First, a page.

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NIEHS Launches Center for Rodent Genetics With 'Resequencing Project'

A new $13-million "Resequencing Project" will map the DNA of 15 mouse strains important to lab research on human health. The project is the first for NIEHS's new Center for Rodent Genetics, an extension of ongoing efforts to understand the genetic basis for differences in drug response and other environmental factors.

NIEHS's deputy scientific director Dr. Bill Schrader, who directs the center, said knowing the organization of the mouse genome is a key component in identifying those gene-environment interactions that are linked to disease in humans.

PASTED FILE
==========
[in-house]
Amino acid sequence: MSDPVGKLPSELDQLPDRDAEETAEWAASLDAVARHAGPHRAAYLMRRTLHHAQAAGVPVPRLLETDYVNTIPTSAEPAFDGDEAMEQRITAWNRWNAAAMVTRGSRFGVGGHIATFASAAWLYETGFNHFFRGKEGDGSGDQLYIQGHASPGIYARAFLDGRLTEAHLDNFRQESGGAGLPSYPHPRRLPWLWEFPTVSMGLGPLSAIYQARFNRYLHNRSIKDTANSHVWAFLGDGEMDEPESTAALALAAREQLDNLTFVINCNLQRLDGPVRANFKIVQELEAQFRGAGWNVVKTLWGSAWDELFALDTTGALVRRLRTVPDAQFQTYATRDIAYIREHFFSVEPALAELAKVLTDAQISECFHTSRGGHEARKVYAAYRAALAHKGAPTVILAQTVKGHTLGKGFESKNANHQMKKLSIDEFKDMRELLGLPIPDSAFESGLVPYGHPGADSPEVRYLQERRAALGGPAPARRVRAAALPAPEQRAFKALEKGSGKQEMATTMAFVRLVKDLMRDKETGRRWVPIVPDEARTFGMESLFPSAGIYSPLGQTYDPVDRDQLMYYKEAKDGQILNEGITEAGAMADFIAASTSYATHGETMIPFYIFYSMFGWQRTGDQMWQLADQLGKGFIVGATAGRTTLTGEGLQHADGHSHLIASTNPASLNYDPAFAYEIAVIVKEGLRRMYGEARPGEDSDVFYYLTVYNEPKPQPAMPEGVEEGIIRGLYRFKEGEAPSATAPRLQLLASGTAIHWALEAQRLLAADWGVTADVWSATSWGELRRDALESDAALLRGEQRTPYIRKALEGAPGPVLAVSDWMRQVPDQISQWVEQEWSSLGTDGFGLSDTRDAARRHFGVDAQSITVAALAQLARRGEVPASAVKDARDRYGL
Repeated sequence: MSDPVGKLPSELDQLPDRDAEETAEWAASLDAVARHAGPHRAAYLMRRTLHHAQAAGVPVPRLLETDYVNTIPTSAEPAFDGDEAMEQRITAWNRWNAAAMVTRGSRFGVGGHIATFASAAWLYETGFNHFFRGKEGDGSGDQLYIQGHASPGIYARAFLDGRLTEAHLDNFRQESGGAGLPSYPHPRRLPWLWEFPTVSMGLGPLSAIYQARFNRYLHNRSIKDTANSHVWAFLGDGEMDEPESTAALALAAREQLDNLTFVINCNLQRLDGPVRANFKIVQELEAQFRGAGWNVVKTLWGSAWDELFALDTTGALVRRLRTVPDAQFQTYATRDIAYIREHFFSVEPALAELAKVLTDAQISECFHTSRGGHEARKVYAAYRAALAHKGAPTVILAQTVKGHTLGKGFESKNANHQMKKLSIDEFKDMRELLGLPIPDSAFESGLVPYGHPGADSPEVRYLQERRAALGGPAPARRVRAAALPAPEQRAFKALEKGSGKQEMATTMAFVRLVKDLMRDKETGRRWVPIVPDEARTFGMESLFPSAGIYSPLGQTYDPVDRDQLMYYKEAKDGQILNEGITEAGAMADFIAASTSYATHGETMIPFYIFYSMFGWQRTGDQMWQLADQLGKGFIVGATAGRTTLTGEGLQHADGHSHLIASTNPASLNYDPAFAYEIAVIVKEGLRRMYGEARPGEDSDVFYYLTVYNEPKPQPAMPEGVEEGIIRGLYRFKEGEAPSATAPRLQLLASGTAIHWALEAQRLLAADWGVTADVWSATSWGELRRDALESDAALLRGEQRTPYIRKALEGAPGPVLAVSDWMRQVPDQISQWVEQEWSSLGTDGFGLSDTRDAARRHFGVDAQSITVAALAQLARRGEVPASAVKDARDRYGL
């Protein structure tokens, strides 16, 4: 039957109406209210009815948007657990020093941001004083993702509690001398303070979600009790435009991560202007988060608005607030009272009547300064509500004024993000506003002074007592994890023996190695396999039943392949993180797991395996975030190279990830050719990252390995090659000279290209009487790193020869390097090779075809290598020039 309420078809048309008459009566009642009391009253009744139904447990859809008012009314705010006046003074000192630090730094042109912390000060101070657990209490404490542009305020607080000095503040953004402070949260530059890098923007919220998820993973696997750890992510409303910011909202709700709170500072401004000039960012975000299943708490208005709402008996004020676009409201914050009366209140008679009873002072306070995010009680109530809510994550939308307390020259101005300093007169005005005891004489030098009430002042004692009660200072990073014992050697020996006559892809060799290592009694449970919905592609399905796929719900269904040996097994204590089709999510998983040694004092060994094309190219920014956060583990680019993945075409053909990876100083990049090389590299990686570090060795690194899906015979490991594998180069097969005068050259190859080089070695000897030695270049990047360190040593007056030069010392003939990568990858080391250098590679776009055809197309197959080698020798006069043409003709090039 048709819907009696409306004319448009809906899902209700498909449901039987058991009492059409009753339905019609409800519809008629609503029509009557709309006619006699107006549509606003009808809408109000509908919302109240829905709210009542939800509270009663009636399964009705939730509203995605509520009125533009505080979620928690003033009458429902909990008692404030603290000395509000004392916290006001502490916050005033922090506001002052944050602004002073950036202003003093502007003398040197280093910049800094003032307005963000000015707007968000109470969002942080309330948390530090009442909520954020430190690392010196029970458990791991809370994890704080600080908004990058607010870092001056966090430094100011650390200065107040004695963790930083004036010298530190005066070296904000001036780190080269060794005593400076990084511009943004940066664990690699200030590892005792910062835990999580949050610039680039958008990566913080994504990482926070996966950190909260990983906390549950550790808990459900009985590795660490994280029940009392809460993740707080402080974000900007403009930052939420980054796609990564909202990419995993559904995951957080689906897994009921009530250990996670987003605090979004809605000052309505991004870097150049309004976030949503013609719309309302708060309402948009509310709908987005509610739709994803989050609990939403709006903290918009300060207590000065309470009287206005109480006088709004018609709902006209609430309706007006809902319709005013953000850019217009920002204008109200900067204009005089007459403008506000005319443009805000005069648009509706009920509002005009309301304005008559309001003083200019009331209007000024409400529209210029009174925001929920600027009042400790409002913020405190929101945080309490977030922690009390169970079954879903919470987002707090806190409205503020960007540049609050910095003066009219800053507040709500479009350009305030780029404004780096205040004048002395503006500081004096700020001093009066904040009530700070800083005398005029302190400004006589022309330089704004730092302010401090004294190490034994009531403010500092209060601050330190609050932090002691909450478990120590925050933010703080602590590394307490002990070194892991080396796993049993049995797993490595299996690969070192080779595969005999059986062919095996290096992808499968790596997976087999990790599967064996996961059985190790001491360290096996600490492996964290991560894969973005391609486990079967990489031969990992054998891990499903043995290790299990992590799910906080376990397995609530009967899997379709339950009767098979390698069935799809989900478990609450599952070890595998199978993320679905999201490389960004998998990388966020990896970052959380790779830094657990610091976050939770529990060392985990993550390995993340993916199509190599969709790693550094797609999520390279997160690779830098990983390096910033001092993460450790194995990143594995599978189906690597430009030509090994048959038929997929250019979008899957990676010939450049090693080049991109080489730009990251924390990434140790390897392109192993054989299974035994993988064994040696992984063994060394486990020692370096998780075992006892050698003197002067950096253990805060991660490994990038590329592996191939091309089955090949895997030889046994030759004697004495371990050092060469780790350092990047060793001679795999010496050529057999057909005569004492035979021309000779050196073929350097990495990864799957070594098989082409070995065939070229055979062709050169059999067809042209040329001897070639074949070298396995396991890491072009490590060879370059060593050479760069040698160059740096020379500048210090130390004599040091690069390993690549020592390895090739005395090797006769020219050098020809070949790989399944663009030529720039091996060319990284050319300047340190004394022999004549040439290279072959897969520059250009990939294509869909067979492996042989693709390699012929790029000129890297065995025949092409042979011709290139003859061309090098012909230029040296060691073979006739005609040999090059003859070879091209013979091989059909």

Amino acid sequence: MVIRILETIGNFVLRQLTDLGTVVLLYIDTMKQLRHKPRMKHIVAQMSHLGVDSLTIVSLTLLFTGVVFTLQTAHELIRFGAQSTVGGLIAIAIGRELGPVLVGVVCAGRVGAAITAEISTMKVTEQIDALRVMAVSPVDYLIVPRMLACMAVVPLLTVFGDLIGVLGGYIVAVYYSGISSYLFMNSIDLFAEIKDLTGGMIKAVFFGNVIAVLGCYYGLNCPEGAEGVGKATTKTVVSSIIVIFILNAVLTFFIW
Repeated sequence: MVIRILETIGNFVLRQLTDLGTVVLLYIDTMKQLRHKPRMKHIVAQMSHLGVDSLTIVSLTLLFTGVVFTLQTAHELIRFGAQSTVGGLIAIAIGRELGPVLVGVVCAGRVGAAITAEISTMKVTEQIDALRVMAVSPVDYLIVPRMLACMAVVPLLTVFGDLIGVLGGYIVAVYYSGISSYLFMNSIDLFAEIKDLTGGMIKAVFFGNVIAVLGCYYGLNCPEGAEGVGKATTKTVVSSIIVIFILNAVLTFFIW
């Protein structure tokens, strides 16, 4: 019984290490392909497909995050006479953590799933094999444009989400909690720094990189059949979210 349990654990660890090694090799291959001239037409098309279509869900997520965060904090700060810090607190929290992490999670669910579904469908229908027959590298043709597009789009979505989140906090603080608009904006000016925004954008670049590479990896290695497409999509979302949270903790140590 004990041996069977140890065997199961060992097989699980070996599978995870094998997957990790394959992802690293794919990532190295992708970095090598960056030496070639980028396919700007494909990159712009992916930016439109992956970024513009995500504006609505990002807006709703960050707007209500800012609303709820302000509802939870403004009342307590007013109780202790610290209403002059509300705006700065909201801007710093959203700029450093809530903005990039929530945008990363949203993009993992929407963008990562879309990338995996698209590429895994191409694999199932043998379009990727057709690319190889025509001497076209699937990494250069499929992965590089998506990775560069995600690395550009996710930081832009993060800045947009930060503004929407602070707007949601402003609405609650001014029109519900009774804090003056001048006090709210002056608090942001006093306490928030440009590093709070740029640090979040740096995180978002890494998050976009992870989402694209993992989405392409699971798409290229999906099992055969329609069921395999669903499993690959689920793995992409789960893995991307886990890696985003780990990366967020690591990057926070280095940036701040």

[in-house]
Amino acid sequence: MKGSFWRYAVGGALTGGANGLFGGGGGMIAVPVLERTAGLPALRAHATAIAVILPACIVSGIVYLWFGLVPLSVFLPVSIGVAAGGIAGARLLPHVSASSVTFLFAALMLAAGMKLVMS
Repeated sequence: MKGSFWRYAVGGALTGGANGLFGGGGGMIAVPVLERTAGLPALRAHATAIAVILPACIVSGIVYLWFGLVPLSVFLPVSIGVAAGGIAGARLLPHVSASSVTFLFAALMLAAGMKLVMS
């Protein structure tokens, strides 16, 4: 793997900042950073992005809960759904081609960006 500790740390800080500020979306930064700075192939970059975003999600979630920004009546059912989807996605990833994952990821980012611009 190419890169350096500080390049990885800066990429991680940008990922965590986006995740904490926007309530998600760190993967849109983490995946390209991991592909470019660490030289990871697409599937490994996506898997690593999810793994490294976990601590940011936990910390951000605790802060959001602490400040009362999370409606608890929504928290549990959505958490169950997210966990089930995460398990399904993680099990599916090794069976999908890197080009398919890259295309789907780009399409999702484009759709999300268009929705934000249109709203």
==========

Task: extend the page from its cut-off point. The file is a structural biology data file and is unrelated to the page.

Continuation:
Dr. Bill Schrader
Nearly all human genes have counterparts in mice. Almost 200 human diseases are affected by exposure to environmental substances. Researchers hope to gain a better understanding of the complex interplay among genes that results in the development of disease.

The mouse strains will be sequenced in parallel, and inter-strain comparison will begin immediately. Their entire genomes are expected be complete within the next 2 years.

The Resequencing Project will be conducted through a 2-year contract with Perlegen Sciences, Inc. of Mountain View, Calif.

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